One of my roles as an executive speech coach is helping my clients sound original, fresh and thoughtful. Phrases and words that are redundant and overused should be banished; whether you’re writing or speaking, these will weaken your message and cause your audience to tune out.
Listening to most business people makes me cringe. They purposely sprinkle their language with fancy schmancy catchphrases and five dollar words in what I can only assume is an effort to make up for years of being picked last in kickball. Could you be one of them? Let’s take a look at 12 of the most offending words and phrases and find out.
1. “Out of the box”
Are you an out-of-the-box thinker? If you actually use the phrase “out of the box” for anything other than making fun of people who say it, you are about as inside the box as you can get. You know that stray Styrofoam peanut that gets wedged under the inside flap deep inside the box? Yeah, that’s you.
2. “I’m a guru”
Please don’t call yourself a guru just because you are pretty good at something. You aren’t a guru. If you think you are, you clearly don’t know what a guru is. It’s not clever. Nobody takes you seriously. We’re not impressed. Perhaps you should call yourself a unicorn instead. It’s equally absurd.
3. “My two cents”
Is that all your advice is worth? If you don’t think what you are about to say is worth more than two cents, what am I supposed to think of it? How about you keep your two cents and only speak up when you are ready with your $2 million advice?
4. “Let me give you my card”
If I wanted your card, I would have asked for it. Now you’ve not only killed a tree because I’m going to throw away your card the second you turn around, you’ve put it on my conscience.
How about this: Make me want to ask for your card. Try spending more than a few minutes with me. Learn who I am. Tell me something really interesting about yourself. This is called building a relationship.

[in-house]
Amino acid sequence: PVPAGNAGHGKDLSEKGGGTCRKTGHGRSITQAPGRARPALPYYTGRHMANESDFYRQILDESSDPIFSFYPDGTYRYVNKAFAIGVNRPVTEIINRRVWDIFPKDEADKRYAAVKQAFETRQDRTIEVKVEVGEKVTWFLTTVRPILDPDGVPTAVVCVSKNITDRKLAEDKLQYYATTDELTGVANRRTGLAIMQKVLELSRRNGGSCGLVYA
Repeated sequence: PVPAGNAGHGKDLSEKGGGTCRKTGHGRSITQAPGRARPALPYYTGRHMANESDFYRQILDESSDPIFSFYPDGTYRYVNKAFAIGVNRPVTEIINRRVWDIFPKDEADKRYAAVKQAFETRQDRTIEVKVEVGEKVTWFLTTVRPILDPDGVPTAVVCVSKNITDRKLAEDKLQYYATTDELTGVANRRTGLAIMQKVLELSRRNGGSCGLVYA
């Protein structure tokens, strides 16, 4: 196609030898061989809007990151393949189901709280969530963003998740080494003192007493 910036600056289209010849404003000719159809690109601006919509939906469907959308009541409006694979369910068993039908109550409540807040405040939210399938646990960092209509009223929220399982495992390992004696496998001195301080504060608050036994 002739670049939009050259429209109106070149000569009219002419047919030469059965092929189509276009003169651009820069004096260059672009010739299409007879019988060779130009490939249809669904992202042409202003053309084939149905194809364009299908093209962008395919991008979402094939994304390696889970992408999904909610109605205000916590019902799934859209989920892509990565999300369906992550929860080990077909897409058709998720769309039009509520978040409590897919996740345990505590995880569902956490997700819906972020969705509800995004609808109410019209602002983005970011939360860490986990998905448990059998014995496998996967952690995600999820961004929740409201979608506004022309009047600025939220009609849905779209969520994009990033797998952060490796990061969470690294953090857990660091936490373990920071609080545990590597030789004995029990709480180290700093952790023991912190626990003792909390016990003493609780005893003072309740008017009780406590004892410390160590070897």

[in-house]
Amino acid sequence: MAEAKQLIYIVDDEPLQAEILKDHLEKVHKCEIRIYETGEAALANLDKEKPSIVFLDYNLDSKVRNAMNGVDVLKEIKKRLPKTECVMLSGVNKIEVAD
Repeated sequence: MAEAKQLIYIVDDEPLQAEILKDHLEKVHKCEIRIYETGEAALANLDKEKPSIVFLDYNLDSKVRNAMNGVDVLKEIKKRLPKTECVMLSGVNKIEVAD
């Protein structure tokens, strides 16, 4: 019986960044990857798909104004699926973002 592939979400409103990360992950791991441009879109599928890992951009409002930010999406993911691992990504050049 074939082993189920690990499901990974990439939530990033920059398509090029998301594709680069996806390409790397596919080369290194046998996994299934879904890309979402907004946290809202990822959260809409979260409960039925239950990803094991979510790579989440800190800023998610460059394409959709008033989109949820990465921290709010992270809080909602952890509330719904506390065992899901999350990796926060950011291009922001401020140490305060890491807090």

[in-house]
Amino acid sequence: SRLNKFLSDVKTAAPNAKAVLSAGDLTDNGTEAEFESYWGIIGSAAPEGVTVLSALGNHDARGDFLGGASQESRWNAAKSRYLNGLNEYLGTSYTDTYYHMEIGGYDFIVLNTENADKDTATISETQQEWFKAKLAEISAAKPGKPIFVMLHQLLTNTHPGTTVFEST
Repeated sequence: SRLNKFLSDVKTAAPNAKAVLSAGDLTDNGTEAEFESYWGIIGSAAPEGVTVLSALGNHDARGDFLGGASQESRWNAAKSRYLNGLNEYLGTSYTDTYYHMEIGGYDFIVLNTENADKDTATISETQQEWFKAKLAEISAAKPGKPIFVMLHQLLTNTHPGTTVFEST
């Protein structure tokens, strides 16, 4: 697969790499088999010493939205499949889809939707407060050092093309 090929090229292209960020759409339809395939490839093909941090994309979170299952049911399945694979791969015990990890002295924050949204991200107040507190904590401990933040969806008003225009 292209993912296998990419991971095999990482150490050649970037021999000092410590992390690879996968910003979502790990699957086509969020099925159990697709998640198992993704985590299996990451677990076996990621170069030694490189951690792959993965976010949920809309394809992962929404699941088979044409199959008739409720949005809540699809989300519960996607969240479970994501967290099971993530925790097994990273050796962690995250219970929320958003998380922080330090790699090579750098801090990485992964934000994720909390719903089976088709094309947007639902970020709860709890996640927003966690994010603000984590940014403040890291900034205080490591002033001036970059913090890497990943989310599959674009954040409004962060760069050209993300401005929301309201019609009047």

I am literally going to gouge out my eyes with a dull butter knife if you continue to use the word “literally” when you literally mean “figuratively.” Seriously.
6. “It’s not rocket science”
Is this the official measurement that determines if something is difficult nowadays? It’s not rocket science. I bet it’s not a bologna sandwich either, so why not use that instead? Because it doesn’t make any sense.
7. “We have synergy”Peanut butter and chocolate have synergy. You and some guy you just met at a local networking event do not. Telling him you feel synergy in an effort to sell him or his clients something is pretty crummy.
8. “Social media ROI”
Stop talking about ROI when it comes to social media. Social media is meant for building relationships. If it turns into business, great. If it doesn’t, great. It shouldn’t be your sole purpose. Ask your spouse what the ROI is of your marriage, and let me know how it goes.
9. “State of the art”
You can’t describe something as “state of the art” with a phrase that is not state of the art.
10. “New media”
News flash! The Internet is more than 20 years old. Google is almost 15 years old. Facebook is eight years old. This is not new media. It’s media. Stop pretending like you created this new form of marketing and interaction. You use the same tools as the rest of us.
Would you please just call it the Internet already? I think that pretty much covers this one.
12. “To be honest with you”
No, I would prefer you lie to me. The problem with saying “to be honest with you” is that it insinuates everything you said up until this point is a complete and utter lie.
For example, I have the ability to communicate with sea urchins, but to be honest with you, I really like hot dogs.
How did you fare? Don’t worry if you failed. We’re all guilty of blurting out one or two of these phrases at some point or another. Besides, who’s to say I’m even right? It’s just my two cents.
Thank you Marc!
Marc Ensign is the author of the e-book Search Engine Humanization: The Art of Turning Ordinary Words Into Extraordinary Clients. He blogs at MarcEnsign.com.
Ragan Communications is a great source of information for communicators. Their conferences include the Ragan Speechwriters Conference which I have been honored to keynote.
Would you like Patricia Fripp as your personal speech coach 24/7?
“I wanted a super bowl-quality coach, and I was lucky to be introduced to Patricia Fripp. Her help in coaching and scripting was world class. With Patricia Fripp on your team, you can go places.”
– Don Yaeger, Long-Time Associate Editor for Sports Illustrated magazine, Award-Winning Keynote Speaker, New York Times Best-Selling Author
Join FrippVT today!
Executive Speech Coach and Hall of Fame Keynote Speaker Patricia Fripp works with individuals and companies who realize that powerful, persuasive presentation skills give them a competitive edge.